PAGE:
“The concern that I have had since the various piecemeal guidance has come out is that it doesn’t take into consideration our local conditions,” Eyestone said. “It lumps every district across the state into one bucket. It’s a one-size-fits-all kind of plan.”

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ICCSD has followed the requirements laid down by the governor and DOE. It adjusted its hybrid model to made the 50 percent in-person instruction requirement. It applied for a waiver to start the new school year with two weeks of all online instruction. DOE rejected the waiver application on Aug. 6, even though the Johnson County Public Health Department fully supported the district’s request, citing the likelihood that student returning to the University of Iowa may cause a surge in virus activity in Iowa City.

Board member Lisa Williams said the governor’s approach to schools reopening violates the state’s “rich tradition of local control and home rule.”

“And to see that tradition kind of cast aside and discarded because of one person’s interpretation of what a statute means is really disheartening,” Williams said. “That’s not what we do in Iowa.”

The board voted unanimously on Tuesday night to join the ISEA’s lawsuit.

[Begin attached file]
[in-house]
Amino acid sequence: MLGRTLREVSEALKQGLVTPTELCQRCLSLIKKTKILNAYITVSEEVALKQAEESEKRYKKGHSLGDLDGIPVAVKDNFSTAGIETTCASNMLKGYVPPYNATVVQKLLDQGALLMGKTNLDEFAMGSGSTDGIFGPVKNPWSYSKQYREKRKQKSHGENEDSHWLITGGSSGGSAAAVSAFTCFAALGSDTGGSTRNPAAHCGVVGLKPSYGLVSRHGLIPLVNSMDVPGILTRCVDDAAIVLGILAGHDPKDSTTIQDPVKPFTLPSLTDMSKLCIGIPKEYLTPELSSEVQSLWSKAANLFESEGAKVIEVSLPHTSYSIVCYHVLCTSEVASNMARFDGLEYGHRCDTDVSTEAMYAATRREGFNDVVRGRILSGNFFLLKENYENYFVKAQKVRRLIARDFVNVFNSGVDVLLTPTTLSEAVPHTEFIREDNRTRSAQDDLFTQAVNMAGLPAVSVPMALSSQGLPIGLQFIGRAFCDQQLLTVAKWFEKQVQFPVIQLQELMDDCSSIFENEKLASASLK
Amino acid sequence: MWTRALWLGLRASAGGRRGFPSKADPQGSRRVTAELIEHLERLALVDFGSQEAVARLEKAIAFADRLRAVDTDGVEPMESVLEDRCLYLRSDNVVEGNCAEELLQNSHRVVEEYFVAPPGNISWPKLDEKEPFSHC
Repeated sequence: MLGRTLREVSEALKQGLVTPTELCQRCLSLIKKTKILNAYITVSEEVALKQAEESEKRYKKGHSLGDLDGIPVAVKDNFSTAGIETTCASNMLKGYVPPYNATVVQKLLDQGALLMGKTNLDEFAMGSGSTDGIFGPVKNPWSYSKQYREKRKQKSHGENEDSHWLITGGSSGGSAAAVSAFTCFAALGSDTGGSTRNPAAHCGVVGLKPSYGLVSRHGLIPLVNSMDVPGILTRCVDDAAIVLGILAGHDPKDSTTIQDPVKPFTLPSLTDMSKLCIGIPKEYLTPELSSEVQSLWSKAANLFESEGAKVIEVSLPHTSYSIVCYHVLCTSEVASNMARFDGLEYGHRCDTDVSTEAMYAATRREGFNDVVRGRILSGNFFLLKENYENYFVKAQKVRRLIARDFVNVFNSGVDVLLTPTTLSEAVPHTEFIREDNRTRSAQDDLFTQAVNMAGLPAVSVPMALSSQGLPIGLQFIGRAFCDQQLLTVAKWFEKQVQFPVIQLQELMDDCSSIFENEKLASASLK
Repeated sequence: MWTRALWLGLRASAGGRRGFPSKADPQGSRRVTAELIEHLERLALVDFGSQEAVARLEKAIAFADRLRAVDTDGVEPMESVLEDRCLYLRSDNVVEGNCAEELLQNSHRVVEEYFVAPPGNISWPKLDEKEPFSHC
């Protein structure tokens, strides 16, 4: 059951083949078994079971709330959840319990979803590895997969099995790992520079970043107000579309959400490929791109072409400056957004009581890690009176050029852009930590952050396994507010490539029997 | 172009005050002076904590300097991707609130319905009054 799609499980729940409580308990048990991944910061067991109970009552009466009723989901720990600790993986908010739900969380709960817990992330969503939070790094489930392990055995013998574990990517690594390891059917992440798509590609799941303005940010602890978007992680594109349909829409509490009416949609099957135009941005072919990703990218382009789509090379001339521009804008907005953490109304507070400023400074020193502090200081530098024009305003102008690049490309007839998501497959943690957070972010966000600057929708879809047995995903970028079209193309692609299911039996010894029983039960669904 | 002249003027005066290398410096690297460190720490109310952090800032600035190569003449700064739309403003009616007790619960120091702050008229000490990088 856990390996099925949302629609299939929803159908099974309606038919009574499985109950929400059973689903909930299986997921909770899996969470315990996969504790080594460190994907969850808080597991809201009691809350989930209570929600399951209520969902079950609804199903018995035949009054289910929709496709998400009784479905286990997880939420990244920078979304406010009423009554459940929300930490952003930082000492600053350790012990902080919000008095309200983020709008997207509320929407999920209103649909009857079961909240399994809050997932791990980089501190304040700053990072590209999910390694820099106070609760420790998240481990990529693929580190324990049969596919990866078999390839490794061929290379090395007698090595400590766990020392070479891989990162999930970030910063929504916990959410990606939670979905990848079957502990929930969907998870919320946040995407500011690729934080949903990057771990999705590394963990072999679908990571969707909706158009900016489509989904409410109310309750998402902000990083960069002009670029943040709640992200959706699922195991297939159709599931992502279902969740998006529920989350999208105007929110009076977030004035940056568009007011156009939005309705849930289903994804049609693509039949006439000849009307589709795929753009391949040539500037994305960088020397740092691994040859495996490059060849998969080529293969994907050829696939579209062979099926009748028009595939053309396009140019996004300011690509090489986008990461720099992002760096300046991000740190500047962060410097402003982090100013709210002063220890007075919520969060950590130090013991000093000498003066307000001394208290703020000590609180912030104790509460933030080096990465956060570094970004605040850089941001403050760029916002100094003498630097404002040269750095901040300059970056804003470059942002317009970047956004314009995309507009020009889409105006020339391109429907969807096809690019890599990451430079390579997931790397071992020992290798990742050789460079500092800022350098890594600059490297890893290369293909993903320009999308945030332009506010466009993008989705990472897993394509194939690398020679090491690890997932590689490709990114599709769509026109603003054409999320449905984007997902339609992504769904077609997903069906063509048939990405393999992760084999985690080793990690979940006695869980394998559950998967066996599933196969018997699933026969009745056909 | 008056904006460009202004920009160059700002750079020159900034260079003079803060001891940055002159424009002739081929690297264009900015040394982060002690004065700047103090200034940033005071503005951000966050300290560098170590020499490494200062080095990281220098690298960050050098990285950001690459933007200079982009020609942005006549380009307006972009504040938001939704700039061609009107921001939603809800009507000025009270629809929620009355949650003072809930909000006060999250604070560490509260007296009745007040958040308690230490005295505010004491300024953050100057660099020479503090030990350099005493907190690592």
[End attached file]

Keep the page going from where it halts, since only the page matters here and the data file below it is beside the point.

Reynolds claims a bill passed at the end of this year’s legislative session, SF 2310, grants her the authority to overrule the decisions of local school boards regarding the mode of instruction used during the pandemic, and cites two sections of the bill to support her position. But according to Hammond, the bill in its entirety authorizes local school boards and districts to make decisions regarding what is “needed to return the students and staff to their schools as safely as possible and protect students, staff and members of the community at large.”

Hammond pointed out that the 50 percent requirement isn’t in SF 2310. The bill doesn’t contain any percentages. Instead it says in-person instruction should be the method of instruction primarily used by schools.

“The governor has built a house of cards on one word — ‘primarily,’” Hammond said.

Reynolds has said “primarily” means at least 50 percent in-person instruction not just for the school year as a whole — in which case a district could offer all online classes for a few months before returning to the classroom for the rest of the year — but for every two-week period while schools are in session.

“This doesn’t say the first day of school you have to have 50 percent in class,” Hammond said. “That is something the governor has made up wholesale. And that’s why this lawsuit has been filed.”

It isn’t certain that a judge will issue a ruling in the lawsuit before classes begin in Iowa City on Sept. 8, so at its Tuesday meeting the ICCSD board also voted unanimously to begin the year in its hybrid instructional model.

Eyestone said at the board meeting that might not change, even if the lawsuit is successful.

“I want to be clear that [the decision to join the lawsuit is] not saying, ‘we’re suing so we can start completely online,’ or ‘we’re suing to have this put in place or that put in place,’” Eyestone said before the vote.

The lawsuit, he said, is about “how we best can make decisions locally.”